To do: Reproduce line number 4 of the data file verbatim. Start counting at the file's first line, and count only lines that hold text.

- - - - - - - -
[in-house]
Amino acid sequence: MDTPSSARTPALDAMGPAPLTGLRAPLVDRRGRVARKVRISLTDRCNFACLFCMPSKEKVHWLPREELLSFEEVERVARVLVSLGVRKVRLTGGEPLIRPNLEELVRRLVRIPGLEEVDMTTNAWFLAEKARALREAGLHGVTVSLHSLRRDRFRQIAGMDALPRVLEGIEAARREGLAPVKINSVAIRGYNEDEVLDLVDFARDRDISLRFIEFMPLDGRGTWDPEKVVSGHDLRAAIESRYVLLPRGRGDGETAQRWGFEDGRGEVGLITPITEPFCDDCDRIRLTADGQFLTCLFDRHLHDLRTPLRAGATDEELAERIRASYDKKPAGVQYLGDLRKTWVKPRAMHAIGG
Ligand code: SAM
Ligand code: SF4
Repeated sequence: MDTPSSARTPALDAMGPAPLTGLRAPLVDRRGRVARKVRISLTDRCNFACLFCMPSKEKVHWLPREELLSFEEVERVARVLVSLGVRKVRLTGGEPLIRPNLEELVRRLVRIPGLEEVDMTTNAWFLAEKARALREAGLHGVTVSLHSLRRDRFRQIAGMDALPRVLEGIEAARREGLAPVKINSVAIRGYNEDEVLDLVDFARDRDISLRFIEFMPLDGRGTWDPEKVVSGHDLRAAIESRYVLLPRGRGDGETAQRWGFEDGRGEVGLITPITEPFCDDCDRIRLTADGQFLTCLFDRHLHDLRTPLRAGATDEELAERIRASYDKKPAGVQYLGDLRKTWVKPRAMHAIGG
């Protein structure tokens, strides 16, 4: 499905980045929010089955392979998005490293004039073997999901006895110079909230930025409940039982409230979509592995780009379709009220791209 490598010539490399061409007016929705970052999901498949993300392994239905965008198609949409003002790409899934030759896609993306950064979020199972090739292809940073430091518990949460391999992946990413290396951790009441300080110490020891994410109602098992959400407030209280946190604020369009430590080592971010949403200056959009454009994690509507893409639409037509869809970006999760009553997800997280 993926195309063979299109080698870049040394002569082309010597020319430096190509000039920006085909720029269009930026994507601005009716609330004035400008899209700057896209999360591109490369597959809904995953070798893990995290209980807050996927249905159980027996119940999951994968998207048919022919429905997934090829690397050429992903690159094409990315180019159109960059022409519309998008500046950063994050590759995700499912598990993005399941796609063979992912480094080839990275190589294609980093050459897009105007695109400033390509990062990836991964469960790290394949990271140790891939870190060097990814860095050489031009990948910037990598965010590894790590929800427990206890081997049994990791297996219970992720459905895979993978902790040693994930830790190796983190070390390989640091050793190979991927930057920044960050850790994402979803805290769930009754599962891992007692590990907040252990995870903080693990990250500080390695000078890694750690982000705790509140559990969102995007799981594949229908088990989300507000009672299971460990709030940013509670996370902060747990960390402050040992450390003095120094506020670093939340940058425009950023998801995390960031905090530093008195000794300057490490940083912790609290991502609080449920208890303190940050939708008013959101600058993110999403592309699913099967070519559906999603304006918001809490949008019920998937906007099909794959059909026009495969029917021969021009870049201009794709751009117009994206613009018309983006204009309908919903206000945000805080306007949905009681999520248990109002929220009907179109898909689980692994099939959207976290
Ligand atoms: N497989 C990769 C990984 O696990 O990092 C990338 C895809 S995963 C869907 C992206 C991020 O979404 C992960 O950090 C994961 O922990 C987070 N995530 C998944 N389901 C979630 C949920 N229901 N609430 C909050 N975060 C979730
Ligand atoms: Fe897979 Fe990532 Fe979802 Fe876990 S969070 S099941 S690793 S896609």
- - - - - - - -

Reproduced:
Ligand code: SF4